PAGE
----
> won't notice a difference.

I'll bet NCQ gets
over-marketed to stand-alone users though too (because the HD manf's have nothing
new to offer this year?). I was chomping-at-the-bit (hoping) for 3GB/s. I'd actually buy
a new HD and use my exiting 80GB SATA for backups if 3 GB/s was available (twice
the throughput! Ooops, no I won't, because my motherboard won't support it.) Apparently
it's harder to do than thought?

AJ
December 24, 2004 7:13:24 AM

Archived from groups: comp.sys.ibm.pc.hardware.chips (More info?)

On Fri, 24 Dec 2004 04:13:23 +0000, AJ wrote:

>
> "Yousuf Khan" <bbbl67@ezrs.com> wrote in message news:wiGyd.32098$GK5.1571753@news20.bellglobal.com...
>> AWriteny wrote:
>>> After 2 Gateways (with poor peformance records), I decided to go for a Dell.
>>> I'm not a techie so an above average 'puter for the masses is what I wanted.
>>
>> Hoo boy, have you come to the wrong group. We mostly like to build our own boxes, or at the very least buy them from local
>> computer shops. We never touch brandnames. Ph-toui. :-)
>>
>> Now just sit back while we rag on you for even considering a brandname. :-)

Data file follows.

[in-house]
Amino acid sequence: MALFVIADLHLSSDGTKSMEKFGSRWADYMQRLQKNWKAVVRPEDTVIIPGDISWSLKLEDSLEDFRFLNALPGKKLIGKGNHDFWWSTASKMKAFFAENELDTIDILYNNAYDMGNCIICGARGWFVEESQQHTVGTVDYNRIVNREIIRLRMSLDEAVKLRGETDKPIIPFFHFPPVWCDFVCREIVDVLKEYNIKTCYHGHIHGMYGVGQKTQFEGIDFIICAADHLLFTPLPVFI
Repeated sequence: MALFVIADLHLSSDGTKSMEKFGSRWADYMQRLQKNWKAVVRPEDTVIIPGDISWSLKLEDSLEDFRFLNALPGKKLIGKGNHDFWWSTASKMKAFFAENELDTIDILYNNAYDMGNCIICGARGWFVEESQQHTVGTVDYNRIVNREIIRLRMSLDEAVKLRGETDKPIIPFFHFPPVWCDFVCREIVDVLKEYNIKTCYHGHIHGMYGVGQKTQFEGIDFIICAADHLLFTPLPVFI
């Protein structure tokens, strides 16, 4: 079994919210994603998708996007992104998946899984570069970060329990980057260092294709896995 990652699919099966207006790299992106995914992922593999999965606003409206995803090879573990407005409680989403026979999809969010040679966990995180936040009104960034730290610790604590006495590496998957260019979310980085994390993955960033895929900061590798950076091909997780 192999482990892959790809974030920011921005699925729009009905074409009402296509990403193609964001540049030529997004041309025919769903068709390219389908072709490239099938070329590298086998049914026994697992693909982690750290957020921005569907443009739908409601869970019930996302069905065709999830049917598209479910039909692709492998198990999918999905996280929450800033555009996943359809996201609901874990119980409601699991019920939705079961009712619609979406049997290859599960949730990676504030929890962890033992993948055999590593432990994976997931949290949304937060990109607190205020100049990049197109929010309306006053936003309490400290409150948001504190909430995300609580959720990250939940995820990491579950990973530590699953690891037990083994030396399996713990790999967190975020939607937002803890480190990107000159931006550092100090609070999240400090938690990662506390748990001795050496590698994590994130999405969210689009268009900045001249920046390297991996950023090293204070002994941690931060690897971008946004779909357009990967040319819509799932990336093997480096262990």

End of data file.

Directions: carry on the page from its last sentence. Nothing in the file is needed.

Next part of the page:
>>
>>> Some questions still need answers, though. For example:
>>> 1) Gateway (not Dell) offers BTX Technology. Is this something most companies
>>> will pick up soon?
>>
>> Nope, not likely to become common.
>>
>>> 2) The 160G hard drive with my Dell had Native Command Queuing. Is this a good
>>> thing or a drain (and too early in the game)?
>>
>> Might add some value in a server environment where you have multiple disk drives being accessed all at once, otherwise you
>> won't notice a difference.
>
> I'll bet NCQ gets
> over-marketed to stand-alone users though too (because the HD manf's have nothing
> new to offer this year?).

Dunno, IBM ATA drives have had command queueing for at *least* five years
and no one cared (according to those in the know, it's not surprising).

> I was chomping-at-the-bit (hoping) for 3GB/s. I'd actually buy
> a new HD and use my exiting 80GB SATA for backups if 3 GB/s was
> available (twice the throughput! Ooops, no I won't, because my
> motherboard won't support it.) Apparently it's harder to do than
> thought?

Look at the STR and then tell me what performance you wish for. You're
out of line by an order of magnitude and a half! ...at least!

--
Keith
Anonymous
a b à CPUs
December 24, 2004 12:14:55 PM